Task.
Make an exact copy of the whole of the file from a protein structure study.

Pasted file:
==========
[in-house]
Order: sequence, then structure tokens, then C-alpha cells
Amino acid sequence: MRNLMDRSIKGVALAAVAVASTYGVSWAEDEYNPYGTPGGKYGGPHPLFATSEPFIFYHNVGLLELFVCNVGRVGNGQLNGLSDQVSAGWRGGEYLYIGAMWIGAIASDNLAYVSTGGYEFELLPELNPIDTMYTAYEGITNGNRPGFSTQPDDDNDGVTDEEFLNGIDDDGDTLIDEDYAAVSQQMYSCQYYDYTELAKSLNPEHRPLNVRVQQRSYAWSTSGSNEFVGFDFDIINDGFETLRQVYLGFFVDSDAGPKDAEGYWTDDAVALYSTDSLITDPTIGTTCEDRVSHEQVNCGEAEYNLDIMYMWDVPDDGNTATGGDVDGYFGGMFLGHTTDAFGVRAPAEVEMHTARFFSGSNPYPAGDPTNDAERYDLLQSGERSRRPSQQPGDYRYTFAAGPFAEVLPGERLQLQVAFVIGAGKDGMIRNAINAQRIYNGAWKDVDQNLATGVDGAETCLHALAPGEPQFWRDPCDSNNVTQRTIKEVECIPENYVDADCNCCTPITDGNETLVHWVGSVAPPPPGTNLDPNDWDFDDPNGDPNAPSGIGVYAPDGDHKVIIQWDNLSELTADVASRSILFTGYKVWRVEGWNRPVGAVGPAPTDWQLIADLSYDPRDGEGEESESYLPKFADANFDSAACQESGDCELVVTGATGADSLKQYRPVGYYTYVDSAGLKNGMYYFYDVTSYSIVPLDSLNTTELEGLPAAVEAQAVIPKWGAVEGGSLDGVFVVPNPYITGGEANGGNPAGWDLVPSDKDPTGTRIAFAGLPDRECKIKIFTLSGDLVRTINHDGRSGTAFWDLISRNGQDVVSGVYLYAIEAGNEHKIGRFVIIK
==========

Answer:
[in-house]
Order: sequence, then structure tokens, then C-alpha cells
Amino acid sequence: MRNLMDRSIKGVALAAVAVASTYGVSWAEDEYNPYGTPGGKYGGPHPLFATSEPFIFYHNVGLLELFVCNVGRVGNGQLNGLSDQVSAGWRGGEYLYIGAMWIGAIASDNLAYVSTGGYEFELLPELNPIDTMYTAYEGITNGNRPGFSTQPDDDNDGVTDEEFLNGIDDDGDTLIDEDYAAVSQQMYSCQYYDYTELAKSLNPEHRPLNVRVQQRSYAWSTSGSNEFVGFDFDIINDGFETLRQVYLGFFVDSDAGPKDAEGYWTDDAVALYSTDSLITDPTIGTTCEDRVSHEQVNCGEAEYNLDIMYMWDVPDDGNTATGGDVDGYFGGMFLGHTTDAFGVRAPAEVEMHTARFFSGSNPYPAGDPTNDAERYDLLQSGERSRRPSQQPGDYRYTFAAGPFAEVLPGERLQLQVAFVIGAGKDGMIRNAINAQRIYNGAWKDVDQNLATGVDGAETCLHALAPGEPQFWRDPCDSNNVTQRTIKEVECIPENYVDADCNCCTPITDGNETLVHWVGSVAPPPPGTNLDPNDWDFDDPNGDPNAPSGIGVYAPDGDHKVIIQWDNLSELTADVASRSILFTGYKVWRVEGWNRPVGAVGPAPTDWQLIADLSYDPRDGEGEESESYLPKFADANFDSAACQESGDCELVVTGATGADSLKQYRPVGYYTYVDSAGLKNGMYYFYDVTSYSIVPLDSLNTTELEGLPAAVEAQAVIPKWGAVEGGSLDGVFVVPNPYITGGEANGGNPAGWDLVPSDKDPTGTRIAFAGLPDRECKIKIFTLSGDLVRTINHDGRSGTAFWDLISRNGQDVVSGVYLYAIEAGNEHKIGRFVIIK